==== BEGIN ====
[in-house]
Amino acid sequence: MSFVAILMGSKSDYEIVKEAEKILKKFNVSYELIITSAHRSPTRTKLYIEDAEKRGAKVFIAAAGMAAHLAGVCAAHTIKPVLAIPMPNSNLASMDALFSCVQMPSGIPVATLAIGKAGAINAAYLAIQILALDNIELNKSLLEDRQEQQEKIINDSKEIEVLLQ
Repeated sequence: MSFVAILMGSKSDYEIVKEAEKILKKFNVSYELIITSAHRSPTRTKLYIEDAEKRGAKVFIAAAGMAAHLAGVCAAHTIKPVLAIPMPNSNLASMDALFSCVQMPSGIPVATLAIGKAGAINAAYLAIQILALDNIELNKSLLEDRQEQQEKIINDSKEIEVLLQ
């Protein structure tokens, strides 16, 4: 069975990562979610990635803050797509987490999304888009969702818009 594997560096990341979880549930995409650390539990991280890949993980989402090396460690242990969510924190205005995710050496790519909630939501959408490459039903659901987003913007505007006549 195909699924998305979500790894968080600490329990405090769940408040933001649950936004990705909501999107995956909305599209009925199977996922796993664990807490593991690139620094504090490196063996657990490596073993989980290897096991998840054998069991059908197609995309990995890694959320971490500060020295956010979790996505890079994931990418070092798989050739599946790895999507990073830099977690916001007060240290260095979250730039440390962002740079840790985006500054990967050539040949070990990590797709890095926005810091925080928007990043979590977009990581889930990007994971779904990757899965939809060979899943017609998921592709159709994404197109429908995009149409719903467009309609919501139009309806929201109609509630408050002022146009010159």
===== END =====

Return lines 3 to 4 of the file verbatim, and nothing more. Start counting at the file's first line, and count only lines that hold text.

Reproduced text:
Repeated sequence: MSFVAILMGSKSDYEIVKEAEKILKKFNVSYELIITSAHRSPTRTKLYIEDAEKRGAKVFIAAAGMAAHLAGVCAAHTIKPVLAIPMPNSNLASMDALFSCVQMPSGIPVATLAIGKAGAINAAYLAIQILALDNIELNKSLLEDRQEQQEKIINDSKEIEVLLQ
């Protein structure tokens, strides 16, 4: 069975990562979610990635803050797509987490999304888009969702818009 594997560096990341979880549930995409650390539990991280890949993980989402090396460690242990969510924190205005995710050496790519909630939501959408490459039903659901987003913007505007006549 195909699924998305979500790894968080600490329990405090769940408040933001649950936004990705909501999107995956909305599209009925199977996922796993664990807490593991690139620094504090490196063996657990490596073993989980290897096991998840054998069991059908197609995309990995890694959320971490500060020295956010979790996505890079994931990418070092798989050739599946790895999507990073830099977690916001007060240290260095979250730039440390962002740079840790985006500054990967050539040949070990990590797709890095926005810091925080928007990043979590977009990581889930990007994971779904990757899965939809060979899943017609998921592709159709994404197109429908995009149409719903467009309609919501139009309806929201109609509630408050002022146009010159």